Support Connection: A Circle of Support

By Dennis Neuberger 

Dennis and EileenDennis Neuberger and his wife Eileen began utilizing Support Connection’s support services while dealing with Eileen’s breast cancer diagnosis and treatment. Sadly, Eileen passed away in 2015. Since then, Dennis has continued to be involved with Support Connection, and he shares the following reflections about their experiences: 

When my wife Eileen was diagnosed with breast cancer in 2010, our world changed so suddenly. We felt alone and, especially Eileen, scared about the future.  A friend who had cancer came to the house and told us about Support Connection. The Circle of Support began for Eileen and, to my surprise, for me as well.

My father had a saying he repeated to me over and over as I was growing up: “Unless you have experienced it, do not give advice.” Eileen made an appointment at Support Connection to see a Counselor. The Counselor who met with her was a cancer survivor! After that meeting, I could tell that Eileen was more prepared to battle the disease.

Over the next four years, Eileen attended cooking classes, information sessions and we both attended the annual Celebrate Life Day luncheon. Whenever Eileen had a question about treatment or tests or anything at all, Support Connection was always there.

The Circle of Support wasn’t only for Eileen. It also included me. I was contacted to see if I wanted to join a support group for men who had wives battling the disease. It is called “Wing Night” and it became a tremendous source of support for me.

The next path of the Circle came when Eileen was near death. It was 4 pm and I was with her in her hospital room. She was not conscious and seemed to be in a lot of pain. Suddenly, the medical staff came in and said she was being released in two hours. They said she could go home or to a hospice. Panic hit me. I didn’t know what to do.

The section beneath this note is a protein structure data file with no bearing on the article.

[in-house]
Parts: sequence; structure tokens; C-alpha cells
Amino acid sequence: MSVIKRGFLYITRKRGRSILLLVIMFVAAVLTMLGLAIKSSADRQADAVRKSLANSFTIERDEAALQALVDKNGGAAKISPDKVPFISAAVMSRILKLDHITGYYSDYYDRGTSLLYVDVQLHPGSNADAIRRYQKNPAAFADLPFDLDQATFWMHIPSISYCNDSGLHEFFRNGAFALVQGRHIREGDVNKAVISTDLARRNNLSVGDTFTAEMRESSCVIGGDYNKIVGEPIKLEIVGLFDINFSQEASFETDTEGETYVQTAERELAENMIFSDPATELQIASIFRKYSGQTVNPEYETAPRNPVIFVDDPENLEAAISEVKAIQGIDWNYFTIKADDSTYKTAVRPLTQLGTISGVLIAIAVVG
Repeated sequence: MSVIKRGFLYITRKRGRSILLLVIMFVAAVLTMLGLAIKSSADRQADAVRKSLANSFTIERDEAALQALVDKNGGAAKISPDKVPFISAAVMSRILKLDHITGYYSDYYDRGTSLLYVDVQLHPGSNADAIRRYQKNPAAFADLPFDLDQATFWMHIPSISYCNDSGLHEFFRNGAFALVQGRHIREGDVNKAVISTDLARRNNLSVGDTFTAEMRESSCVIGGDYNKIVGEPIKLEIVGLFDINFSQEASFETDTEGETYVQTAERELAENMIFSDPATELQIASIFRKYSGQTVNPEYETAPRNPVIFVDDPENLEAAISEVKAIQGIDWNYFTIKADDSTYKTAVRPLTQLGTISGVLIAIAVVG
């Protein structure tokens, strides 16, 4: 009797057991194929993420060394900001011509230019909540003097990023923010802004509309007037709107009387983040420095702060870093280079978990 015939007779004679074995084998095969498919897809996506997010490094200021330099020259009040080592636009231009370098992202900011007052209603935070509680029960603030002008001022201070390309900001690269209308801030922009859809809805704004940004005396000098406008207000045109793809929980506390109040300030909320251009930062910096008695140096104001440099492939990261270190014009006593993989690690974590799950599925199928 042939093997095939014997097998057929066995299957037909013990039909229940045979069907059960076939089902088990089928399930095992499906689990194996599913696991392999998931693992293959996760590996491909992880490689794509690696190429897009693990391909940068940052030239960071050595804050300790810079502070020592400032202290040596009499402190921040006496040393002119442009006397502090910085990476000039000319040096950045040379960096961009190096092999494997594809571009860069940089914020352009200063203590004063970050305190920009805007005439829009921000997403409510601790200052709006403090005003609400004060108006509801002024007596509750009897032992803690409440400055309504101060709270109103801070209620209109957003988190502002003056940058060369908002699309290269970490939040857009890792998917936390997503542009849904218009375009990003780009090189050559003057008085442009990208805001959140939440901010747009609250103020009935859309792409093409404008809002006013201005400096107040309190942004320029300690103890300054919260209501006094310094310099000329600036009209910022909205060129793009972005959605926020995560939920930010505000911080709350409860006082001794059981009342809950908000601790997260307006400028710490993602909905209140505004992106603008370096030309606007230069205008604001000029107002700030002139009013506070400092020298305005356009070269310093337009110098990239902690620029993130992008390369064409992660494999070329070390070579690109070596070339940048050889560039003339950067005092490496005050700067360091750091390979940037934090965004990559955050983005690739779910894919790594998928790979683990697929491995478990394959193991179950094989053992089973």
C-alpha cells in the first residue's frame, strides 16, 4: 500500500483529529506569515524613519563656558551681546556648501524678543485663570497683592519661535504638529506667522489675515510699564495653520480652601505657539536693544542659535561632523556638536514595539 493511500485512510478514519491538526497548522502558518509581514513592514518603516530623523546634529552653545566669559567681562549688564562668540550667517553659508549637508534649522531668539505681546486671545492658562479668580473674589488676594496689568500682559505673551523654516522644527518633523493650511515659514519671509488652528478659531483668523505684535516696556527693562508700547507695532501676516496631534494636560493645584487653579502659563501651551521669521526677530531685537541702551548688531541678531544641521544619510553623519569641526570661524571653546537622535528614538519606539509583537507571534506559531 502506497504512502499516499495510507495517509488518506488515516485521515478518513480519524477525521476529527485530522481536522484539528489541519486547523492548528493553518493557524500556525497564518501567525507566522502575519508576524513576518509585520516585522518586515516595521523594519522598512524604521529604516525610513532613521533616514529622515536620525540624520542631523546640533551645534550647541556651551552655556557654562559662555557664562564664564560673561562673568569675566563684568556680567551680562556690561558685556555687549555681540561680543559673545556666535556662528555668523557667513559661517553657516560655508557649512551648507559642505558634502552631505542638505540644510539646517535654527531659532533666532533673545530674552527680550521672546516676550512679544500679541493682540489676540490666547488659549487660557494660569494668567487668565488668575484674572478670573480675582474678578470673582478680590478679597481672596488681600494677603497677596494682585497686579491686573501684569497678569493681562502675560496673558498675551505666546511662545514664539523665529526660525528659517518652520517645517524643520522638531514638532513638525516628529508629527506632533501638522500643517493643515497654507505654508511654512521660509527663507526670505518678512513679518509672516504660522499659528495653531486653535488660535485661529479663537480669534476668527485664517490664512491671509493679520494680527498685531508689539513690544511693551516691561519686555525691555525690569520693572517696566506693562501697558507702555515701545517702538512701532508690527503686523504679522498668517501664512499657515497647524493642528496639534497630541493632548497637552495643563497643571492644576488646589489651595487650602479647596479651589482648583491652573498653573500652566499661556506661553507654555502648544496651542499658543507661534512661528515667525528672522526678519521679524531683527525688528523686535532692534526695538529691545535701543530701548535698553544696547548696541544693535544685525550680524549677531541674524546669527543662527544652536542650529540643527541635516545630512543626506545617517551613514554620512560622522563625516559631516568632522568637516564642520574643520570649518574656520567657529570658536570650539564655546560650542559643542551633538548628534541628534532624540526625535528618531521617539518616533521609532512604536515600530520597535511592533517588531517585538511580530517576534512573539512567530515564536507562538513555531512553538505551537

I called Support Connection and within minutes a Counselor was on the phone, calming me down and giving me contacts to call at Medicare. I learned I had the right to refuse Eileen being released. Each Counselor contacted me on my cell and gave me their phone numbers, telling me to call if I needed any help, anytime. Eileen was gone 5 days later.

Two months later the Circle was completed. As the holidays approached, I found myself trying to interpret the many different signs, actions and communications from family and friends. I realized this was a new path for me, and also for them. In most cases, there was a tremendous outpouring of support as I would go from high to low. Nevertheless, confusion, sadness and a sense of depression started to set in for me.

I mentioned these issues I was dealing with to Katherine Quinn, Support Connection’s Executive Director. She invited me to the office where I met with her and a Counselor in the Hope Room. They asked me about my feelings, both positive and negative. What followed was a wealth of information and advice that helped me understand my own feelings as well as what my family and friends were going through concerning the loss of Eileen. That session, plus the men’s *Wing Nite, headed me in the right direction. Again, a weight was lifted off my shoulders.

I’ve talked with different family members about what Support Connection has to offer, including my niece Kathleen. She was only 20 years old when her mother, Eileen’s sister Anne, faced cancer.  She was away at college while her mom went through the operations and treatments. It was very stressful for her. When I talked with Kathleen about Support Connection’s “Circle of Support,” and how it includes family members, she said she wished there’d been something like that for her when she needed it.

I am now volunteering at Support Connection to help repay a small part of what Katherine and her team did for Eileen and are still doing for me to this day. The Circle of Support has no ending, it is always there for you.


* “Wing Nite-For Men Only” is open to men whose lives have been affected by a loved one going through breast, ovarian or gynecological cancer. To learn more or to join the invite list, call us: 914-962-6402 or toll-free 800-532-4290.

Starting in November 2016, we’re offering a new program for men who have lost a loved one to breast, ovarian or gynecological cancer: “Men’s Night Out: Living With Loss.” To learn more or to register, call us: 914-962-6402 or toll-free 800-532-4290.